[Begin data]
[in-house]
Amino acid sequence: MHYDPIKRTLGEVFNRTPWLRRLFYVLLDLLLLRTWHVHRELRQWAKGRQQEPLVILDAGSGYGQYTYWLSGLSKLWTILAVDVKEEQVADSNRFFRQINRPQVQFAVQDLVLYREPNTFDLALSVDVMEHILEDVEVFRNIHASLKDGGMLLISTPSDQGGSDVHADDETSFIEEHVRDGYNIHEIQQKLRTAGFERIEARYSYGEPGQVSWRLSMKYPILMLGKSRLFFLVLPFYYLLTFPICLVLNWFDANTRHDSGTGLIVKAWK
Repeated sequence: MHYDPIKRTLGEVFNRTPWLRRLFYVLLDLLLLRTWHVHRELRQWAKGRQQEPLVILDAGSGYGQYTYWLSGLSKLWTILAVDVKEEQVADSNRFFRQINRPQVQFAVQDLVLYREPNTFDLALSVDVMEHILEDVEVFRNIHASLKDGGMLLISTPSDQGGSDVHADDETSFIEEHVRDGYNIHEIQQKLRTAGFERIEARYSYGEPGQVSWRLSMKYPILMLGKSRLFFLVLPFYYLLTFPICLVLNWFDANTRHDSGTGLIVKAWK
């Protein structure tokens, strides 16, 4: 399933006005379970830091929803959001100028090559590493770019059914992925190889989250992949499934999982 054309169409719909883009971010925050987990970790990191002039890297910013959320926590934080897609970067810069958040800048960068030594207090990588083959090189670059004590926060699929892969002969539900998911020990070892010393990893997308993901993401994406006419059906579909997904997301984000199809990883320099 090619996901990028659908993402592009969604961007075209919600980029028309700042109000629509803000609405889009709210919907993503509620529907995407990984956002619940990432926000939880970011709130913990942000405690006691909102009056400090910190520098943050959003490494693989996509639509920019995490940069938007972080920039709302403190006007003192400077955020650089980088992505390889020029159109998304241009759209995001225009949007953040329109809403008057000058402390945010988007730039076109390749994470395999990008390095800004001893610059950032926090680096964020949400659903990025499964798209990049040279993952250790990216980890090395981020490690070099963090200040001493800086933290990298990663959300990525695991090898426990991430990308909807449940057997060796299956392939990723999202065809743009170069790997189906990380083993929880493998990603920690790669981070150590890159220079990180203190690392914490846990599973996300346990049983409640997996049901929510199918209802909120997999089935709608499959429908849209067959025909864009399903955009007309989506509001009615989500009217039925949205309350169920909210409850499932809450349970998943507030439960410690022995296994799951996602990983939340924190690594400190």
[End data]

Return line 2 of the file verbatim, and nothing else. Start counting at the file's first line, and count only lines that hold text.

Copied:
Amino acid sequence: MHYDPIKRTLGEVFNRTPWLRRLFYVLLDLLLLRTWHVHRELRQWAKGRQQEPLVILDAGSGYGQYTYWLSGLSKLWTILAVDVKEEQVADSNRFFRQINRPQVQFAVQDLVLYREPNTFDLALSVDVMEHILEDVEVFRNIHASLKDGGMLLISTPSDQGGSDVHADDETSFIEEHVRDGYNIHEIQQKLRTAGFERIEARYSYGEPGQVSWRLSMKYPILMLGKSRLFFLVLPFYYLLTFPICLVLNWFDANTRHDSGTGLIVKAWK